- Cargill and Continental Grain Company completed their long-delayed $4.53 billion purchase of Sanderson Farms, the companies said in a statement. The acquisition was announced on August 9, 2021, and creates the third-largest U.S. poultry processor. Sanderson shareholders are receiving $203 per share.
- The buyers said as part of the deal, they will combine Sanderson Farms with Wayne Farms, a subsidiary of Continental Grain, forming a new privately held poultry business. Clint Rivers, currently the CEO of Wayne Farms, will run the new venture called Wayne-Sanderson Farms.
- The closing of the deal — which was expected to occur in December 2021 or early 2022 — was delayed by a Department of Justice review of the transaction. Democratic lawmakers also have criticized the transaction, citing “significant antitrust concerns.”
Nearly a year after the sweeping takeover was announced, Cargill and Continental finally have their prize.
The deal has been slowed for months by antitrust review, and the buyers were rumored to be discussing concessions with the DOJ as recently as this week to clear the way for the transaction to close.
The DOJ has not yet commented on the merger agreement, or whether concessions were made.
Frank Singleton, a spokesman for Wayne-Sanderson Farms, said the company was “glad to have the DOJ process behind us and we're excited about moving ahead with the new company." He declined to comment further about the DOJ or any concessions that may have been made.
The combination of Wayne and Sanderson brings together two companies with different customer bases that could benefit from each other’s strengths, Rivers told Food Dive last November. Sanderson has a huge presence in retail stores such as H-E-B, Walmart and Albertsons with its trays of fresh chicken. Wayne is largely focused on foodservice and restaurants, including Chick-fil-A and Jack in the Box.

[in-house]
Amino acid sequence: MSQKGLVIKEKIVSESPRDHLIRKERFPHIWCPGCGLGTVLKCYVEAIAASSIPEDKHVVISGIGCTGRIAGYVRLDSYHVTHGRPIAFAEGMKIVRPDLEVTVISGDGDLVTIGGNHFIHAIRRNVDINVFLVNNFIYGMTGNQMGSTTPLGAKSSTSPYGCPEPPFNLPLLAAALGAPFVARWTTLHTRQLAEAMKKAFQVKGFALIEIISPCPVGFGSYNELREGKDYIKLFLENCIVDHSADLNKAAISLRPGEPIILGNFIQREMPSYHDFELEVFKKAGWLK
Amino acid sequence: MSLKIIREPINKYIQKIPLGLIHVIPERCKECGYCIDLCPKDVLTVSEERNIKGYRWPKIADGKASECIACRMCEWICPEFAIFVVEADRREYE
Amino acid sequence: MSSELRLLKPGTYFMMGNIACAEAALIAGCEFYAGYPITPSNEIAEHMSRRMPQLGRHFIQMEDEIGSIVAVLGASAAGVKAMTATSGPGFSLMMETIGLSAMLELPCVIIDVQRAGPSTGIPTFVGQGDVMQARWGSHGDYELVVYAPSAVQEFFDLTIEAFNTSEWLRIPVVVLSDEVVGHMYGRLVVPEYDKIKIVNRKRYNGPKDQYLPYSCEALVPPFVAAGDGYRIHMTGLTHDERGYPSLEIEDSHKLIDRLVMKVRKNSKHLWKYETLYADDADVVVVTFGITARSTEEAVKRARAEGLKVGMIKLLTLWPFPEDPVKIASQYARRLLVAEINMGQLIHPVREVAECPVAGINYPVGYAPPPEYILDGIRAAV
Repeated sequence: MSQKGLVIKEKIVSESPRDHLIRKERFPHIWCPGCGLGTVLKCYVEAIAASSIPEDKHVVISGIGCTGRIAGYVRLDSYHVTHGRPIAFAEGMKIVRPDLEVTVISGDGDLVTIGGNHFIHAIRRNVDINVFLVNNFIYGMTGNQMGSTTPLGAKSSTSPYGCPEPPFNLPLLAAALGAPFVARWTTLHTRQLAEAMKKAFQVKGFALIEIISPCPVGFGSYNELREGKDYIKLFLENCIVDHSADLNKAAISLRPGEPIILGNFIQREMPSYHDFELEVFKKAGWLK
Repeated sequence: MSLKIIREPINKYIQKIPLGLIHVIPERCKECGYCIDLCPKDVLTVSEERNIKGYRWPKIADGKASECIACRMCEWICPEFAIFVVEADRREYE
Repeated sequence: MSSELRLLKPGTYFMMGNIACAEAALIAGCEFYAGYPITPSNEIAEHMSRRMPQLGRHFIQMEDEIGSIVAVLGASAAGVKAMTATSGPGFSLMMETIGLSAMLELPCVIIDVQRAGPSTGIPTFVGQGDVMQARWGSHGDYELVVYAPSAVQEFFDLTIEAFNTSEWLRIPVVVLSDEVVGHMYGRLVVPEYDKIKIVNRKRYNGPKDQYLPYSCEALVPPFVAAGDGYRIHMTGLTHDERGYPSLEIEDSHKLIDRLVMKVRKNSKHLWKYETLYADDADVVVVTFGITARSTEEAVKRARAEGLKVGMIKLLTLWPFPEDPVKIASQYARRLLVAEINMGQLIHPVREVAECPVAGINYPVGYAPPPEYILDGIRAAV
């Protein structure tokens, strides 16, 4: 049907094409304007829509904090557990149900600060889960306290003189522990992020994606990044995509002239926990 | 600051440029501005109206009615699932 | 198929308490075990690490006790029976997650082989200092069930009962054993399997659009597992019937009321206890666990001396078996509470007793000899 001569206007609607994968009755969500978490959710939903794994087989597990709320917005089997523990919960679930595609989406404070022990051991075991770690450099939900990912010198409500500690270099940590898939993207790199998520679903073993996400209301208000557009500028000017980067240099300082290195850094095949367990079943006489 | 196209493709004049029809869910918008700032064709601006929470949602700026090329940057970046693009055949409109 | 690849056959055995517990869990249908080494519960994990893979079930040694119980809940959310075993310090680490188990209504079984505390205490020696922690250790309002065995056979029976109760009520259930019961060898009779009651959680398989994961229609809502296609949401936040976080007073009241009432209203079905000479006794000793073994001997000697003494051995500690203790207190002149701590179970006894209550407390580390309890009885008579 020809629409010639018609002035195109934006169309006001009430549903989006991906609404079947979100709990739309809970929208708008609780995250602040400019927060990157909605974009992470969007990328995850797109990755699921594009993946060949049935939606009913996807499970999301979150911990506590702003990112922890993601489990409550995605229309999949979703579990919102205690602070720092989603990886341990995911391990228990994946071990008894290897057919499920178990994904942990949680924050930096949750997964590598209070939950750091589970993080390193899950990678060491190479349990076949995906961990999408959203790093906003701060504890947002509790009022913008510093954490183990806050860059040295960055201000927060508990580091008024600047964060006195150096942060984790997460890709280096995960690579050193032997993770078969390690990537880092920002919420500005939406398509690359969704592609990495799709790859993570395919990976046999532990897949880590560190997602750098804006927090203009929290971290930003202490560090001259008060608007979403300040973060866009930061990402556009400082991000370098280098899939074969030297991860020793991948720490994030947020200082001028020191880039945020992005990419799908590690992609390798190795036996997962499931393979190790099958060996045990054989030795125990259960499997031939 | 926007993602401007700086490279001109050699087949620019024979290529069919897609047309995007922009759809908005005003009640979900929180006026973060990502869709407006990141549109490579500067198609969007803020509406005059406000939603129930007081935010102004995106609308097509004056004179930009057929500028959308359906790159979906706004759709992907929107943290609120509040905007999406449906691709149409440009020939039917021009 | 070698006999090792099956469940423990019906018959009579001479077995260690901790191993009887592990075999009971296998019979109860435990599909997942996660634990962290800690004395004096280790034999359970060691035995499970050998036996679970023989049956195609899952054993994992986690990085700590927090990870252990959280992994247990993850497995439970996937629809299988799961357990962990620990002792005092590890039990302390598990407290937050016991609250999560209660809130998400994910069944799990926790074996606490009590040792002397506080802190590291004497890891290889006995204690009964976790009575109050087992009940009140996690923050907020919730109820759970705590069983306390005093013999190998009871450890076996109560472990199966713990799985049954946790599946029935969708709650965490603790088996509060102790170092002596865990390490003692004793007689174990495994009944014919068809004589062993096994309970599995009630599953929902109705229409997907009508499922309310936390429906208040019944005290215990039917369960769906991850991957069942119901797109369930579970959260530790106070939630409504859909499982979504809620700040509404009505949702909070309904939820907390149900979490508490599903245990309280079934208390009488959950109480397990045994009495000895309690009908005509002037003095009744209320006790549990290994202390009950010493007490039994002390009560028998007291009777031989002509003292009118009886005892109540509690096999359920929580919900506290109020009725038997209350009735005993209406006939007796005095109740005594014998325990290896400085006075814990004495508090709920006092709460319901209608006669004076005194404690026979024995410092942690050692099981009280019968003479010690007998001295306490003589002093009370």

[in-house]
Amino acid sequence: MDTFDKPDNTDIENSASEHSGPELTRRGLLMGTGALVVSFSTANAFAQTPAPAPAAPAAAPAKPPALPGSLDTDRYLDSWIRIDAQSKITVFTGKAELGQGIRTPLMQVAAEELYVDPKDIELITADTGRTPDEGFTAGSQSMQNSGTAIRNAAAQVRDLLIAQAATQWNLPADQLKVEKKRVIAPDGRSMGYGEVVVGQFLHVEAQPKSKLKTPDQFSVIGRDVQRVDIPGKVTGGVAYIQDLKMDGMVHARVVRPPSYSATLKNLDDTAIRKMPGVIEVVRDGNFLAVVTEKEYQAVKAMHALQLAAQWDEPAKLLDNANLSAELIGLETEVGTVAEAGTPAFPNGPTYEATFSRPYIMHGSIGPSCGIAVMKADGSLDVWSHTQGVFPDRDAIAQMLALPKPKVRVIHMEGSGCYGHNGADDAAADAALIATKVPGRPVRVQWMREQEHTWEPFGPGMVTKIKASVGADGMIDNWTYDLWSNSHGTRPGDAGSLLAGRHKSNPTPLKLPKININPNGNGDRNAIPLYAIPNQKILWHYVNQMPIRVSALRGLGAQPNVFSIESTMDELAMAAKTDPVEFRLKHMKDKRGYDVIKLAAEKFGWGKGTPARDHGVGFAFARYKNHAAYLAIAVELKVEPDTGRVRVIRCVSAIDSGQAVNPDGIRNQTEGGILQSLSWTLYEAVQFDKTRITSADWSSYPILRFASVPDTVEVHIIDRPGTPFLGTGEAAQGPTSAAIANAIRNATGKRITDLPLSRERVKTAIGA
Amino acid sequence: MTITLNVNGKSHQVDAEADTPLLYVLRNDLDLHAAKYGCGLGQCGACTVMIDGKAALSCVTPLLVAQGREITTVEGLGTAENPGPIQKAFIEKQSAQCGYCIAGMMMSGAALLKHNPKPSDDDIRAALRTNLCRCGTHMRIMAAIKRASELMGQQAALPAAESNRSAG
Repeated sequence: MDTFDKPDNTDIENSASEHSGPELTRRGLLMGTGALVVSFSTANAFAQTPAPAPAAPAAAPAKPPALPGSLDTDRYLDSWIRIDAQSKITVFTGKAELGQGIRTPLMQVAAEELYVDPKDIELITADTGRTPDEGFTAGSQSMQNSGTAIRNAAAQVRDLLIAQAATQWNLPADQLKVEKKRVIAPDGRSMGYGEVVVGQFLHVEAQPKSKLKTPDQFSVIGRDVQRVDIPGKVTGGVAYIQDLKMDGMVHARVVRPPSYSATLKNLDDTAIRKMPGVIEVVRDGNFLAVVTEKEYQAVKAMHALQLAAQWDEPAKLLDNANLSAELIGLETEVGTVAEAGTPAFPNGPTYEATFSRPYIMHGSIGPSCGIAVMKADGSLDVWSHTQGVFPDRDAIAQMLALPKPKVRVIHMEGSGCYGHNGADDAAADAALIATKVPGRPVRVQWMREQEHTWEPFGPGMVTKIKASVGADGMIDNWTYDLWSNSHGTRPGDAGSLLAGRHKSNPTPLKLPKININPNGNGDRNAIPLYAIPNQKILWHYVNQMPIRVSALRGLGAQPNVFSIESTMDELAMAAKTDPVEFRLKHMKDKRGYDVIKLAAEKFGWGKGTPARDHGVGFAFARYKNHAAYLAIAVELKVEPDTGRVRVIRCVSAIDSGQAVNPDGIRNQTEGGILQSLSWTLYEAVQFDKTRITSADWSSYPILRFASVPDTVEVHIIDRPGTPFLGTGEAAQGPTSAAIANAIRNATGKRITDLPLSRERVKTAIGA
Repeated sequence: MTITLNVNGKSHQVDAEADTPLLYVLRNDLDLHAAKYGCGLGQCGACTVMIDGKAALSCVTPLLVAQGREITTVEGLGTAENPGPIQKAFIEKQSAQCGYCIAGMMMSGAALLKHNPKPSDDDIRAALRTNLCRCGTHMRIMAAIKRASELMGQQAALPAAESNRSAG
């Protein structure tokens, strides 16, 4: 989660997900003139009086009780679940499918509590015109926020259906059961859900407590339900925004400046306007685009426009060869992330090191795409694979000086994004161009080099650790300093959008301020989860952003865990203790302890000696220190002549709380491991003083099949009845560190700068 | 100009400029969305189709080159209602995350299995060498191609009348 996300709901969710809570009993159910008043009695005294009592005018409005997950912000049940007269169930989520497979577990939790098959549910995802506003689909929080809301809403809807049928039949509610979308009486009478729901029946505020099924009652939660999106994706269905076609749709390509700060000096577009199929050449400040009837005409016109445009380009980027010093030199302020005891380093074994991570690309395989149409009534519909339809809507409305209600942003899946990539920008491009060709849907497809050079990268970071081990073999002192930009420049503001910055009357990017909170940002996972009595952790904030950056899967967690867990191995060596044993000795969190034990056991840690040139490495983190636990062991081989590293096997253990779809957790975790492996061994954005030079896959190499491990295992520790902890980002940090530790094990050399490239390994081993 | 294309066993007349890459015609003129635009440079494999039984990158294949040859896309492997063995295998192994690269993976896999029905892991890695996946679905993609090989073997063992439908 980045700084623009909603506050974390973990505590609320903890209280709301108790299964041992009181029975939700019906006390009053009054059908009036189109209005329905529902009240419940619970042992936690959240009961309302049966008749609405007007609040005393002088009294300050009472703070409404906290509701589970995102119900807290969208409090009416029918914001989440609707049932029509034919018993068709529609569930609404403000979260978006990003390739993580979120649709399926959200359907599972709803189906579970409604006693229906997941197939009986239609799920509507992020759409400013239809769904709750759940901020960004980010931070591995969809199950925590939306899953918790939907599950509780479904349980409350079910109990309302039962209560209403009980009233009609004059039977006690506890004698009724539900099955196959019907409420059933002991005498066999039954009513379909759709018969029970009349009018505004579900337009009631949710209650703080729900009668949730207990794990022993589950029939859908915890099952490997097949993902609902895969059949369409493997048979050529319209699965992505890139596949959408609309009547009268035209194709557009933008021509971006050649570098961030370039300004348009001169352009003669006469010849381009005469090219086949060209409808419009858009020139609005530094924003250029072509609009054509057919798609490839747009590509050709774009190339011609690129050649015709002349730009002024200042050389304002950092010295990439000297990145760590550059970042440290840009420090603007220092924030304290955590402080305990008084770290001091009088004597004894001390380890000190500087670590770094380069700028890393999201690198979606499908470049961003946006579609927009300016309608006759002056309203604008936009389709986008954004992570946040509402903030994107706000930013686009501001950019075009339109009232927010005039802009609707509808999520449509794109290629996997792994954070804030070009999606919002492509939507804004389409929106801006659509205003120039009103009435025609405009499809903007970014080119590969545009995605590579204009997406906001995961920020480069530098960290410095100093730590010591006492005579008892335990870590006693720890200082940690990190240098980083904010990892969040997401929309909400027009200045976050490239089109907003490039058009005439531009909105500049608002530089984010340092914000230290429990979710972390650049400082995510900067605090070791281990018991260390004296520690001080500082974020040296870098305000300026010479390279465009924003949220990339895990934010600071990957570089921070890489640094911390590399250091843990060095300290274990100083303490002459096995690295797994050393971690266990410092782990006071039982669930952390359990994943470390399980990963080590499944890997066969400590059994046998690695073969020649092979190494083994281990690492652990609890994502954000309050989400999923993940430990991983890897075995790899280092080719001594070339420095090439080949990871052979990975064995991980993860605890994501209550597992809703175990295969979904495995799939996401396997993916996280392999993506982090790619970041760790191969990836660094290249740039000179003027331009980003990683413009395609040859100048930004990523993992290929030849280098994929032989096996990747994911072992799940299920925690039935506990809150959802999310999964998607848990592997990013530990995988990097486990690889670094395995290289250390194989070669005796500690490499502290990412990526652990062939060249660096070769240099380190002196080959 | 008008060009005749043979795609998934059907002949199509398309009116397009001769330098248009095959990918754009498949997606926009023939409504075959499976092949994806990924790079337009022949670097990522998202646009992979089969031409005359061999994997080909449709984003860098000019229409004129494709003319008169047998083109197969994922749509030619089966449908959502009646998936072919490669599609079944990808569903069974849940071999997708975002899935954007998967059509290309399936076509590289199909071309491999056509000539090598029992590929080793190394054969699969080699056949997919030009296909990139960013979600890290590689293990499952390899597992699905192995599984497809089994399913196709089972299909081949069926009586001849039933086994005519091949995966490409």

Together, the two companies would control roughly 15% of U.S. chicken production, trailing only Tyson Foods and Pilgrim’s Pride.
“This is an opportunity that doesn’t come along very often,” Rivers said last year. “We wanted to grow [Wayne] as a business for a long time. And over the years have had many conversations about how we can do that.”
The approval of the deal comes amid a stricter stance on consolidation in the meat and poultry space by the White House.
President Joe Biden has called out consolidation in the meat and poultry space for increasing prices for consumers and squeezing out smaller processors. In poultry, the top four processing firms — Tyson, Pilgrim’s Pride, Sanderson and Perdue — control 54% of the market, according to the administration.
The poultry industry also has been grappling with charges of price-fixing among the biggest producers, leading to significant settlements and even some criminal charges. Meanwhile, the Justice Department recently failed in its third attempt to convict former and current leaders at Pilgrim’s Pride and Claxton Poultry Farms in a price-fixing case.